Lions and Springboks wing Dyantyi could face a four-year ban after both his A and B urine samples last month returned positive results for multiple anabolic steroids and metabolites.
The Springboks will open their World Cup bid by facing defending champions New Zealand in Yokohama on Saturday, but assistant coach Proudfoot has been forced into a defence of the drugs testing received by his team.
“We are tested weekly, probably six to eight players are tested on an off-day every week prior to the camps that we’ve been on, right the way through the Super Rugby championship,” said Proudfoot, a former prop who played for both Edinburgh and Glasgow Warriors and won four caps for Scotland.
“I understand why the narrative is there, I’m just saying I don’t have the data to be able to comment on that.
“If you ask me about scrums and lineouts and the game against New Zealand I could comment on that, but I’m not someone who gathers data. We have a serious medical team in place in SA rugby that monitors that.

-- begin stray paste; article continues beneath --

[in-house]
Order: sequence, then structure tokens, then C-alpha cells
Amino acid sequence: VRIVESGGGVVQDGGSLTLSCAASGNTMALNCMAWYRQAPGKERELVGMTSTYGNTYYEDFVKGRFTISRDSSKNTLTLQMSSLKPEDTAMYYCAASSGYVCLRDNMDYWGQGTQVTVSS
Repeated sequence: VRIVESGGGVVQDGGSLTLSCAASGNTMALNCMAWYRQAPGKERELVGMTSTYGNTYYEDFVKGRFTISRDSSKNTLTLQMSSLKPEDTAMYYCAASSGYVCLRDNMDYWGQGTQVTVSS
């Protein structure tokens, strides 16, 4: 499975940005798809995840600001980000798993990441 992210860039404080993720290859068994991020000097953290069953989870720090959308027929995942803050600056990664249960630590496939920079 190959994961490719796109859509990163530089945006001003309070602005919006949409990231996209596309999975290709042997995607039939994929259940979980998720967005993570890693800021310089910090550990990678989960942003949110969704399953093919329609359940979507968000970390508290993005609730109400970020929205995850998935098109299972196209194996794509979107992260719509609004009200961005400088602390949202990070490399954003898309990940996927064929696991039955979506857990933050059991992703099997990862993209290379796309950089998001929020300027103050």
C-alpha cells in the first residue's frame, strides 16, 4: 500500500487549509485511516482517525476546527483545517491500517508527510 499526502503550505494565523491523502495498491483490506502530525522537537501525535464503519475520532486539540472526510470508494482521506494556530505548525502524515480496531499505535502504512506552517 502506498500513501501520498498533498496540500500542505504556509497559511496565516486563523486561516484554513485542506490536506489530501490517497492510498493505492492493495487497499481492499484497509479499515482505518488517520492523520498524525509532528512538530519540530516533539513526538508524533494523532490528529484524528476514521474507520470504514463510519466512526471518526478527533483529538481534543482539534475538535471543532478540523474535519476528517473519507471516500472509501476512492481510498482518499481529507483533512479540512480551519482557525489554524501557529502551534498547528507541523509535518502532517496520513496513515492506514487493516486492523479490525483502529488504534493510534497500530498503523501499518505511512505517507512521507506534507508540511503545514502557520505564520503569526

“Serious testing is done of this team, and that’s the team I’m responsible for.”
Asked if drugs testing is working, Proudfoot continued: “It has to be working, that’s a world sport issue.
“It’s been proven in athletics, the testing mechanism to keep sport clean.”
Dyantyi won World Rugby’s rising star award at the World Rugby Awards in December, earning acclaim for bursting on to the Test scene with a threatening mix of pace, power and sharp finishing. But now the 25-year-old could be staring down the barrel of an international career in tatters.
Forwards coach Proudfoot was loath to discuss the issue yesterday, but insisted the Springboks’ rugby ought to be judged by events on the field.
Asked if South African rugby has a doping problem he added: “I’m a forwards coach mate, that’s something for administrators to answer on.
“I wouldn’t be able to answer that question; I don’t have the information to answer that question. If you ask me something about the game specifically I can answer that, but that’s for administrators.
“I think the image of South African rugby is portrayed about what you see on the field. We’re a competitive nation. If you look at from our Sevens team competing on the world stage, our junior side third in the world, the Springboks competing well, the women’s team too.
“So that’s the image of South African rugby that needs to be attained.
“Of course doping in sport is something that needs to be continually addressed.”